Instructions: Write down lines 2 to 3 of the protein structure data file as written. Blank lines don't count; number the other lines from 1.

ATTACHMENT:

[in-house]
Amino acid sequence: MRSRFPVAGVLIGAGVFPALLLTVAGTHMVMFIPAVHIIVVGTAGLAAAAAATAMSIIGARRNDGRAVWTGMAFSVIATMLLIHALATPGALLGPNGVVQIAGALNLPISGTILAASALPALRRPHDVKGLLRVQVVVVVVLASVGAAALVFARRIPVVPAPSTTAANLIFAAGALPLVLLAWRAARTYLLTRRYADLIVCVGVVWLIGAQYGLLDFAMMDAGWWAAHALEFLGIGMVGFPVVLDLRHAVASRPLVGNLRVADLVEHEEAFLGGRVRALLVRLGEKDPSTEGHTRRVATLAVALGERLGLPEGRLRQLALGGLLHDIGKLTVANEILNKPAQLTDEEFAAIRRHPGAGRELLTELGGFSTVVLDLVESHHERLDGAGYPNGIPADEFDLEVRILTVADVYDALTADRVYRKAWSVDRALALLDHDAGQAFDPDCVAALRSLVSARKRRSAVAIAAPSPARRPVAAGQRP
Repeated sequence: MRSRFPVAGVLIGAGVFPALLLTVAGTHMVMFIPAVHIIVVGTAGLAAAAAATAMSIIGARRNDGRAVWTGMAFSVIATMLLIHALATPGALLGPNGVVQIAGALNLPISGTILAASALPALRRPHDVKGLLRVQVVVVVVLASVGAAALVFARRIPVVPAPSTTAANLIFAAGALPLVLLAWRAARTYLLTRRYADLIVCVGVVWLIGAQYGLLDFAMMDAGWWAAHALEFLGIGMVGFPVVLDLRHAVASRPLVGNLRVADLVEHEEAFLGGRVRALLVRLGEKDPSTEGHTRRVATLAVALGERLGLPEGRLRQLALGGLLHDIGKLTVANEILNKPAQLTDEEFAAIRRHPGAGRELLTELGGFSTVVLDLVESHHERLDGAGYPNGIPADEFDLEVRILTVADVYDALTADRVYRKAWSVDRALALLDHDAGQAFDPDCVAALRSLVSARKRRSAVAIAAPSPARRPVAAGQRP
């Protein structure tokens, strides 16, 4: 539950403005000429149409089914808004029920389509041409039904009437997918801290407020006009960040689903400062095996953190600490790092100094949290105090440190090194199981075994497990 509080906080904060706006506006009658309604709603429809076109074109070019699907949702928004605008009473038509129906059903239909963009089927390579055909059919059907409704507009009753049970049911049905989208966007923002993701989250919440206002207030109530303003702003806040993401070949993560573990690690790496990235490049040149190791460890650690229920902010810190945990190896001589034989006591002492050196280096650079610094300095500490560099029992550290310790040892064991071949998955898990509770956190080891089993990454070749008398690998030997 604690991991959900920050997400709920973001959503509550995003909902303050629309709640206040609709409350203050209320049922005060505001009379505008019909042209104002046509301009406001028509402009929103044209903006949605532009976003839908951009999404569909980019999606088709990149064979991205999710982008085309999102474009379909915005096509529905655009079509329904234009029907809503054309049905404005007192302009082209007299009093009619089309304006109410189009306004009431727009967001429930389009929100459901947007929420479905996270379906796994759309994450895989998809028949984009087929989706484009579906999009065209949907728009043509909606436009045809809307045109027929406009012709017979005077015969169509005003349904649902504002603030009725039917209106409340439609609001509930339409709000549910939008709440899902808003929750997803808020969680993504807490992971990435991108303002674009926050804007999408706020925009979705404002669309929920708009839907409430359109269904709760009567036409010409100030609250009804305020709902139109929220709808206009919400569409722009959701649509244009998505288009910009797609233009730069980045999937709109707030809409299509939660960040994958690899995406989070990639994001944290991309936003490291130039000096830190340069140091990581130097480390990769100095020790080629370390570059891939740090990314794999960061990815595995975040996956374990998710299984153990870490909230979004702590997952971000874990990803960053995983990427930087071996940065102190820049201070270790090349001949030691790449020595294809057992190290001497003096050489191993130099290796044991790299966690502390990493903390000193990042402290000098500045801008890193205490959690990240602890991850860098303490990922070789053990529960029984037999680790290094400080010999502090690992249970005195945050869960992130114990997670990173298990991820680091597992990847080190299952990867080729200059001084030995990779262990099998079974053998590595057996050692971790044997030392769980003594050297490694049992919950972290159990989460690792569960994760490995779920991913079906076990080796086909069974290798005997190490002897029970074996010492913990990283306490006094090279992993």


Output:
Amino acid sequence: MRSRFPVAGVLIGAGVFPALLLTVAGTHMVMFIPAVHIIVVGTAGLAAAAAATAMSIIGARRNDGRAVWTGMAFSVIATMLLIHALATPGALLGPNGVVQIAGALNLPISGTILAASALPALRRPHDVKGLLRVQVVVVVVLASVGAAALVFARRIPVVPAPSTTAANLIFAAGALPLVLLAWRAARTYLLTRRYADLIVCVGVVWLIGAQYGLLDFAMMDAGWWAAHALEFLGIGMVGFPVVLDLRHAVASRPLVGNLRVADLVEHEEAFLGGRVRALLVRLGEKDPSTEGHTRRVATLAVALGERLGLPEGRLRQLALGGLLHDIGKLTVANEILNKPAQLTDEEFAAIRRHPGAGRELLTELGGFSTVVLDLVESHHERLDGAGYPNGIPADEFDLEVRILTVADVYDALTADRVYRKAWSVDRALALLDHDAGQAFDPDCVAALRSLVSARKRRSAVAIAAPSPARRPVAAGQRP
Repeated sequence: MRSRFPVAGVLIGAGVFPALLLTVAGTHMVMFIPAVHIIVVGTAGLAAAAAATAMSIIGARRNDGRAVWTGMAFSVIATMLLIHALATPGALLGPNGVVQIAGALNLPISGTILAASALPALRRPHDVKGLLRVQVVVVVVLASVGAAALVFARRIPVVPAPSTTAANLIFAAGALPLVLLAWRAARTYLLTRRYADLIVCVGVVWLIGAQYGLLDFAMMDAGWWAAHALEFLGIGMVGFPVVLDLRHAVASRPLVGNLRVADLVEHEEAFLGGRVRALLVRLGEKDPSTEGHTRRVATLAVALGERLGLPEGRLRQLALGGLLHDIGKLTVANEILNKPAQLTDEEFAAIRRHPGAGRELLTELGGFSTVVLDLVESHHERLDGAGYPNGIPADEFDLEVRILTVADVYDALTADRVYRKAWSVDRALALLDHDAGQAFDPDCVAALRSLVSARKRRSAVAIAAPSPARRPVAAGQRP